Swollen Lymph Node

1 Swollen Lymph Node Summary

Lymph nodes or glands are present throughout the body and are important parts of the immune system. These nodes are visible when swollen. Swelling of lymph glands is known as lymphadenopathy.

They are easily noticeable behind the ears, in the neck and armpits. Most of the lymph nodes are present in the head region. These nodes store white blood cells and kill the foreign particles that invade the body.

These nodes act as a checkpoint and stop the invaders like bacteria and viruses. At the time of an infection or disease, lymph nodes accumulate dead cells, bacteria, and other such debris. The lymph glands may swell few centimeters during an infection or disease.

The nodes can be seen singly or in groups. They may be as small as the head of a pin or an olive. Groups of lymph nodes are found in the neck, groin, and armpit. They are generally not tender or painful.

Infections are one of the most common causes of swelling in lymph glands. It is also caused by inflammation and cancer. Some of the cancers spread to lymph glands and lead to swollen lymph glands.

Swelling of the lymph node causes pain and tenderness in the glands. Other symptoms associated with swollen lymph node depends on the underlying cause of swelling.

Some of the other signs and symptoms are seen alongside swollen lymph gland include:

  • Symptoms of respiratory infection like running nose and sore throat
  • General swelling of lymph nodes throughout the body
  • Swelling in limbs
  • Hard and enlarged nodes
  • Fever
  • Night sweats

General swelling of lymph nodes is usually seen in the case of an infection like HIV or immune system disorders like lupus. Swelling in the limbs indicate a blockage in the lymphatic channels caused by a swollen lymph node. Nodes are seen to enlarge at a fast rate in tumors.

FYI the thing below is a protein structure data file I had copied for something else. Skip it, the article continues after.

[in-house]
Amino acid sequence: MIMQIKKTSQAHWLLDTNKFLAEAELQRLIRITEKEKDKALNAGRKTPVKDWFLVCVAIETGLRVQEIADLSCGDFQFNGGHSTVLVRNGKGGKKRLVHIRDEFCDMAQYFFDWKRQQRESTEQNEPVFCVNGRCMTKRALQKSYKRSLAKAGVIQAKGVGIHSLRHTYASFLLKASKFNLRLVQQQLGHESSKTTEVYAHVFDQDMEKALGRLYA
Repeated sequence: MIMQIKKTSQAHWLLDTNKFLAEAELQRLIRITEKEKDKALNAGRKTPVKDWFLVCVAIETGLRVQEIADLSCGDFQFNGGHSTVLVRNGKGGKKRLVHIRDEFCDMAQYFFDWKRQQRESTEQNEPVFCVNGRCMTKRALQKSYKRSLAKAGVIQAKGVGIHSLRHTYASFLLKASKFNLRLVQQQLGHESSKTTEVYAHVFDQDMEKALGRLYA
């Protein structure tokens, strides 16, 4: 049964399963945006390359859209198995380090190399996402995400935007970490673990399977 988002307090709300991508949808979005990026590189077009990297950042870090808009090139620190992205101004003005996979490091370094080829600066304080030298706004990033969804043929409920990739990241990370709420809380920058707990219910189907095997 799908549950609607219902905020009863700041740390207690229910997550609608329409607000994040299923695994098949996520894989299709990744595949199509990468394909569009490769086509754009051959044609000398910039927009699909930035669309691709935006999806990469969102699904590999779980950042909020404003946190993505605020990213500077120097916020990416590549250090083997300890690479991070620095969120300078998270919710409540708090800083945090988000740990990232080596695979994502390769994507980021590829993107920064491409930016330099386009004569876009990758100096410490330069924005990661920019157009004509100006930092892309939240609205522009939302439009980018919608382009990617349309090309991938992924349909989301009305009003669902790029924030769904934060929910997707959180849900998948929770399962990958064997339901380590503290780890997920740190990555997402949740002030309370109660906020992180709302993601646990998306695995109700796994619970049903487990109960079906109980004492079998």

In most of the cases, the swelling in the nodes reduces when the underlying infection resolves. In certain cases, a swelling in the node warrants medical attention.

Doctor visit is required if the node: 

  • Has a sudden, unexplained swelling
  • Continues growing and persists for more than two weeks
  • Is hard to touch and does not move freely
  • Have associated symptoms like fever, night sweats, and weight loss
  • Is accompanied by difficulty in swallowing or a sore throat

Diagnosis of the underlying cause is based on medical history, physical examination, imaging studies and blood tests. In some cases, lymph node biopsy is also recommended.

Treatment for the swelling depends on the actual cause of the condition. A viral infection that results in swollen lymph glands may resolve on its own without any specific treatment.

Medications and therapies that treat the underlying condition are the best treatment methods for controlling swelling in nodes. Some home treatments are effective in alleviating pain and swelling in mild forms of lymphadenopathy.

When the underlying cause is left untreated, it may lead to complications like abscess formation in the lymph nodes. Bacterial infection of the gland may result in sepsis or bloodstream infection, a potentially life-threatening condition.

2 Causes

Swelling of lymph nodes is caused by an increased activity of the node due to various triggers including infection or inflammation. The lymph nodes filter the lymphatic fluid and destroy the foreign bodies present in them.

During and infection, the nodes accumulates debris in them. The debris may contain dead bacteria or other invading organisms and dead cells. The common cold is a very common cause of swelling in lymph glands.

Viral, bacterial, fungal or parasitic infection may result in swollen lymph nodes

  • Viral infections including chickenpox, infectious mononucleosis, adenoviral infections, measles, herpes, and HIV cause swollen lymph nodes.
  • Bacterial infections that lead to swelling in the nodes are streptococcus, tuberculosis, chlamydia, syphilis, staphylococcus, cat scratch disease and sexually transmitted diseases.
  • Toxoplasmosis and leishmaniasis are parasitic infections that can lead to swelling in the lymph glands.
  • Fungal infections like coccidiomycosis and histoplasmosis also cause swollen lymph nodes.
  • Tooth-related infections and head lice are other causes of swelling in the lymph nodes.
  • Inflammatory diseases like rheumatoid arthritis and systemic lupus erythematosus are also possible causes of this condition.
  • Many types of cancers are also known to cause swelling of lymph nodes. This includes lymphomas which originate in the lymph nodes and leukemia which originate in blood cells. In some cases, cancer from another part of the body may spread to the lymph node as in breast cancer which spread to the node in the axilla.